Rihanna began trending on Twitter yesterday after Forbes revealed that the 33-year-old singer, fashion designer, and beauty mogul is now worth 1.7 billion dollars and is the richest female musician on earth.
The news has sparked a fiery debate on “eat the rich” Twitter, revealing that the white privilege and systemic racism narrative is a lie and that authentic leftists don’t really care about black female success.
Rihanna’s Success Undermines the Left’s Narrative
The debate over whether it’s okay for Rihanna to be a billionaire highlights the tension between the “white privilege” lie and the reality of the American Dream. Narratives of systemic, racial, and gender inequality are the left’s path to socialism. If “inequity” is based on immutable qualities, then our entire American system needs to go.
I call dibs on eating Rihanna https://t.co/8fD2weUG5S
— Diddy, flummoxed by a dollar in his possession (@aDopamineFiend) August 4, 2021
I think the existence of billionaires is unethical. Wether it’s my good sis Rihanna or not, billionaires should not exist.
— Friendly Black Hottie (@MONR0WE) August 4, 2021
The path from white privilege to socialism is summed up nicely by Federalist senior contributor Georgi Boorman:
White privilege theory seeks equality of outcome, not merely the equal dispensation of individual justice. That goal can only be reached by redistribution policies that violate the principle of local governance, treat people as ethnic “units,” limit individuals’ opportunities based on race, suppress freedom of speech, and restrict the freedom to keep and control one’s own money.
To the ideological leaders of the left, the Bernie Sanderses and the AOCs, Rihanna’s success is one of the greatest threats to their movement because she is everything an accomplished American person can’t be: a black woman with a rocky start to life.
Left Only Celebrates Success Through Race and Sex Prism
Interestingly, some leftists are giving the popular R&B star a pass.
Me ignoring that Rihanna is a billionaire when it’s time to eat the rich pic.twitter.com/VBYdJas5zn
— Muted. Argue with yourself. (@___inCANdescent) August 4, 2021
me when we are eating billionaires and it gets to rihanna pic.twitter.com/AhxQrbuuOP
— matt (@mattxiv) August 4, 2021
me: "fuck yeah, eat the rich!"
"breaking: rihanna is officially a billionaire"
— alex (@alex_abads) August 4, 2021
These socialists are struggling to join their comrades in hating Rihanna. Since so many people have bought into the systemic racism narrative, they see Rihanna as someone subverting the system, and naturally, they want to cheer her on. This inability to “eat Rihanna,” as they would like to eat the rest of the billionaire class, is a result of the white privilege lie: They want to celebrate her success because of her race and sex.
I will be celebrating a black woman who built an empire from the ground up, whose products benefit black people, and has always used her platform for good. Congrats @rihanna Can I hold a $1? https://t.co/3SlcmIWP2N
— Cortney R. VanHook (@Cortney_VanHook) August 4, 2021
The people who refuse to be happy for her know the systemic racism narrative is simply a means to their desired end. Everything about Rihanna, from her sex to her skin color, and especially her upbringing, troubles the left.
Rihanna from Rags to Riches
Rihanna has one of the most incredible modern rags-to-riches stories. She grew up poor in a three-bedroom bungalow in Bridgetown, Barbados, where she sold clothes with her father in a stall on the street. Her father was an alcoholic and crack cocaine addict, and he physically abused her mother.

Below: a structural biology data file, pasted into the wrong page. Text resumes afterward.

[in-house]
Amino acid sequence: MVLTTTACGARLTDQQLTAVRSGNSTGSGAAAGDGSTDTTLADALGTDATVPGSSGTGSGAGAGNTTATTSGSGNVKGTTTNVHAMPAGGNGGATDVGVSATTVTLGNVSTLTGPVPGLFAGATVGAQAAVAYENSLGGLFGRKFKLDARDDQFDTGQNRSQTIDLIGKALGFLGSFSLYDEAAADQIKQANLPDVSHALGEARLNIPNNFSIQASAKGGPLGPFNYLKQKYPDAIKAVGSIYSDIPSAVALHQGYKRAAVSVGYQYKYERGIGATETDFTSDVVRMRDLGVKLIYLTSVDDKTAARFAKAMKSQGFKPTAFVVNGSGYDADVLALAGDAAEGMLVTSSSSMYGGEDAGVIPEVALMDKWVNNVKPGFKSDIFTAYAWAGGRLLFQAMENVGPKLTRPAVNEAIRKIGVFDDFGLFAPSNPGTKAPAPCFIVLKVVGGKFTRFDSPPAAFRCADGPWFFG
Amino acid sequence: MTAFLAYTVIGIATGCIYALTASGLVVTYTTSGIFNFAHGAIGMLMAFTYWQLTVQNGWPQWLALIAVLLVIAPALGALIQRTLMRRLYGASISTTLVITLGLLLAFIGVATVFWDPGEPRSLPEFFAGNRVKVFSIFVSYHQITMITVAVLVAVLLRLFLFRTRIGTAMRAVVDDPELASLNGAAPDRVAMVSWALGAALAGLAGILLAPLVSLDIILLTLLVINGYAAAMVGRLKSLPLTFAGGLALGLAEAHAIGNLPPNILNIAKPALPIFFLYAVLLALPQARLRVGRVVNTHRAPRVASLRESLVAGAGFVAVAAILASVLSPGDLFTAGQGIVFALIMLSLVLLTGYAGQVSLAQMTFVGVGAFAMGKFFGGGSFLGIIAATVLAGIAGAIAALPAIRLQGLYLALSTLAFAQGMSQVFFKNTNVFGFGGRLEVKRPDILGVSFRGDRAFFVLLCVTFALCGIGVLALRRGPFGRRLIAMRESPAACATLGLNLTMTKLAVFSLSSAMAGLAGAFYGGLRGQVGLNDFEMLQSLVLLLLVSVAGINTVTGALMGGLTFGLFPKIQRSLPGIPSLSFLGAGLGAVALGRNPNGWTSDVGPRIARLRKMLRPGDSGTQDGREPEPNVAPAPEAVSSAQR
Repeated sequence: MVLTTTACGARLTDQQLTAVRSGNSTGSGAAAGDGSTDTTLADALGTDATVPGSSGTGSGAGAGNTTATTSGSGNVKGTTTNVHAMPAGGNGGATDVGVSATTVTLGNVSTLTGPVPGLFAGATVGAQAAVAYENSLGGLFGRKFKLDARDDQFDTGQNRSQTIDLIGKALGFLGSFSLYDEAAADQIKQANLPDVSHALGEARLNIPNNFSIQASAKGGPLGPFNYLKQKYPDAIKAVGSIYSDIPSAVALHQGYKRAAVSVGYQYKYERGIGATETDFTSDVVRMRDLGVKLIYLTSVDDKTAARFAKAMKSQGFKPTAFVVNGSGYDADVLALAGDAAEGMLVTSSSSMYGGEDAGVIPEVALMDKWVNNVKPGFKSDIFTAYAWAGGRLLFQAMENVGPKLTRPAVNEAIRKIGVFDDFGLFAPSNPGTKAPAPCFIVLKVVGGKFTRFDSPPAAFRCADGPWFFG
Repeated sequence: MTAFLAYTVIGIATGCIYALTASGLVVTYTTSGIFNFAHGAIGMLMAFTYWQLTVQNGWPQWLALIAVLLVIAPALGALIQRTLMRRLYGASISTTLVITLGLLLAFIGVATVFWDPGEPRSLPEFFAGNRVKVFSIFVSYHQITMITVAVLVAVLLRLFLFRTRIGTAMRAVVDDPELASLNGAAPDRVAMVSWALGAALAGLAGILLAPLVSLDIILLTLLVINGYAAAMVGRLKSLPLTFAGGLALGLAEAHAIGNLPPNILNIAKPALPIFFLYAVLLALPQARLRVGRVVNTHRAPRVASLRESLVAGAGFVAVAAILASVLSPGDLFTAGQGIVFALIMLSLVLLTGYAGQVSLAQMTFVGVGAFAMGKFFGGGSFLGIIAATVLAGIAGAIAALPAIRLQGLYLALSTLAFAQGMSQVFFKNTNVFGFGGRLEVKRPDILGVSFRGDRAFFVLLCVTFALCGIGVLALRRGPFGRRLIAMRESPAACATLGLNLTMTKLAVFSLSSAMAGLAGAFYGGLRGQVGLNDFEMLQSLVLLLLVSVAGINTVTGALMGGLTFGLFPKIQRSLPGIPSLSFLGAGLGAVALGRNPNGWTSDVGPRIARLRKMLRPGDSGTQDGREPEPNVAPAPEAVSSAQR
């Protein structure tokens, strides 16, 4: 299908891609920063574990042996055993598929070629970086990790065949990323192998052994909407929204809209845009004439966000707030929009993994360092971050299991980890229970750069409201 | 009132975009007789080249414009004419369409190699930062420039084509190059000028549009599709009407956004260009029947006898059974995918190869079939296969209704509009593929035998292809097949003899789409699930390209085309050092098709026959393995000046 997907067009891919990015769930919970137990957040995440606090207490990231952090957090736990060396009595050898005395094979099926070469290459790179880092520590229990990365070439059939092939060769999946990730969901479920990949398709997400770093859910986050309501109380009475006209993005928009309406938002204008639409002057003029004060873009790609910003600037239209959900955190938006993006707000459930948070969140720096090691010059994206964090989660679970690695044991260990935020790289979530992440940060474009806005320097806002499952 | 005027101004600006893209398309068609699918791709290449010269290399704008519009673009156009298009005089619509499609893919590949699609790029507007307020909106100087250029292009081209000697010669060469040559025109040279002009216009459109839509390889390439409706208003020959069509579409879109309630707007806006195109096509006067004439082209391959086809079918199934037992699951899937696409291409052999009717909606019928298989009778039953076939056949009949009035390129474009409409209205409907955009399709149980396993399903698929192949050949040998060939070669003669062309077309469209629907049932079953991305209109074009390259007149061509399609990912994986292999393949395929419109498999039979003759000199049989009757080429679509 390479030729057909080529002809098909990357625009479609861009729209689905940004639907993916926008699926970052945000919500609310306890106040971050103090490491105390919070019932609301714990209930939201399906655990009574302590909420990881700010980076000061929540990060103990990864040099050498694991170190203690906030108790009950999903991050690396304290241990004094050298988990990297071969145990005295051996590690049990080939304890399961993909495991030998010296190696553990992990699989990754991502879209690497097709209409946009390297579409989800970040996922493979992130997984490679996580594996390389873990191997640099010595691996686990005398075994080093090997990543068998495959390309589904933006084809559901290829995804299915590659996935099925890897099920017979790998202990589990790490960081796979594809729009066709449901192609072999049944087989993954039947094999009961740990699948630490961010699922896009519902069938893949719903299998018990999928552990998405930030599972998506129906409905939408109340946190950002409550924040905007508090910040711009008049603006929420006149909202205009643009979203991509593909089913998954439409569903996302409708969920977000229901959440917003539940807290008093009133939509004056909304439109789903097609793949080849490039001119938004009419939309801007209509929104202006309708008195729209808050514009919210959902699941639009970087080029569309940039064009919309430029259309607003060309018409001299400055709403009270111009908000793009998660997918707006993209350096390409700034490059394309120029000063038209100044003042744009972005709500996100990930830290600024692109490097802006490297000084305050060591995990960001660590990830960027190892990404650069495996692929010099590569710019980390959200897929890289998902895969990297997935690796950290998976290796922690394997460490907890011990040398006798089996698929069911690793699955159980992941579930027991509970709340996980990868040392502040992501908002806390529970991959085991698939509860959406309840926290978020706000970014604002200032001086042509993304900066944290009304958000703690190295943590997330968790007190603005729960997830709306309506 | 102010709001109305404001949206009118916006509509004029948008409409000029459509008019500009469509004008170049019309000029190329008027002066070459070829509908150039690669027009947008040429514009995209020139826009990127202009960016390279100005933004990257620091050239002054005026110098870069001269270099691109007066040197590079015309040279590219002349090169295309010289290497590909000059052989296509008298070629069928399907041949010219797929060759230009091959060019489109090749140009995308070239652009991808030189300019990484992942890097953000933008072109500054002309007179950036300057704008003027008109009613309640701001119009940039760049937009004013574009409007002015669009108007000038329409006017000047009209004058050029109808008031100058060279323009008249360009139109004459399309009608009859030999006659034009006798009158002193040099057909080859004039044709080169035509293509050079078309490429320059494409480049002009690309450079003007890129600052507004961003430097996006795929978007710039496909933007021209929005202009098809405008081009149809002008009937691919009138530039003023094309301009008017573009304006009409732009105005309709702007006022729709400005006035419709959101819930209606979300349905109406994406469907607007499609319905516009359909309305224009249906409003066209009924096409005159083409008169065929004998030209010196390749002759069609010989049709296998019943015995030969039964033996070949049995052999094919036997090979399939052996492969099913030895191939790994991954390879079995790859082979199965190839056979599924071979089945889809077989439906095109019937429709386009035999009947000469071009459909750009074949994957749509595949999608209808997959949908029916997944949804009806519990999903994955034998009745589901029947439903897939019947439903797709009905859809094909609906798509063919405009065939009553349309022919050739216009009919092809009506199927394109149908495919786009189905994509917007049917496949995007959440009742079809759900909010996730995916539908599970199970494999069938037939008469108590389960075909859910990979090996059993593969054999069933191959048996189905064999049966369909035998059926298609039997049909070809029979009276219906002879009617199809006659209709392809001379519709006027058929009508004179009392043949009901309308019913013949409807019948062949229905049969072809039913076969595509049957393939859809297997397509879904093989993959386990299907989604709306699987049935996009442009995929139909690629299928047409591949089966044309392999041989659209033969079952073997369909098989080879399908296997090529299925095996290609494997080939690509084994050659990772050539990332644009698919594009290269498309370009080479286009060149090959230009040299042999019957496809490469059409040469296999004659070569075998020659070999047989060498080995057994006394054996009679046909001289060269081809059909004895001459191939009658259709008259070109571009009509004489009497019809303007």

Rihanna struggled with excruciatingly painful headaches for several years during her childhood. She even had multiple CT scans for her headaches, recalling, “The doctors even thought it was a tumor because it was that intense.” After her parents divorced when she was 14, her health improved.
Growing up, she listened to reggae, American hip-hop, and R&B. When she was as young as 7, Rihanna began idolizing American singers like Madonna and Janet Jackson and dreamed of becoming a star herself.
As a young teen, Rihanna formed a girl group with two of her friends and was discovered by Evan Rogers, an American record producer. Rogers helped Rihanna record a demo that led to an audition with Jay-Z, who was the head of Def Jam Recordings.
Jay-Z signed Rihanna in 2005, and her music career skyrocketed. She has won nine Grammys, 13 American Music Awards, and eight Billboard Music Awards. Rihanna’s music, however, only accounts for a small percent of her wealth. Her money was made via her business ventures in beauty and fashion.
In the early 2010s, Rihanna began collaborating on several cosmetics collections until she launched her own line, Fenty Beauty, in 2017. Fenty Beauty, known for offering 40 different shades of foundation at its launch (now grown to 50), was an instant success.
In 2018, Rihanna launched Savage X Fenty, a lingerie brand with designs that include a wide variety of sizes and shades to match all skin tones. In 2019, she partnered with LVMH Moët Hennessy Louis Vuitton to create the Fenty fashion line.
She’s also begun dipping her toes into acting, with major roles in “Valerian and the City of a Thousand Planets” (2017), “Ocean’s 8” (2018), and “Guava Island” (2019).
From her humble beginning to her rise to fame and fortune, Rihanna is truly the embodiment of the American Dream, a bona fide self-made woman who capitalized on her remarkable talents. She deserves praise not because she is black and female, but because of her smarts, talent, and resiliency despite her rocky childhood.
No one should be anything but happy for Rihanna. If you’re not, you’re either jealous or a radical leftist watching your entire carefully constructed narrative of the gender pay gap, white guilt, and systemic racism fall apart at the seams.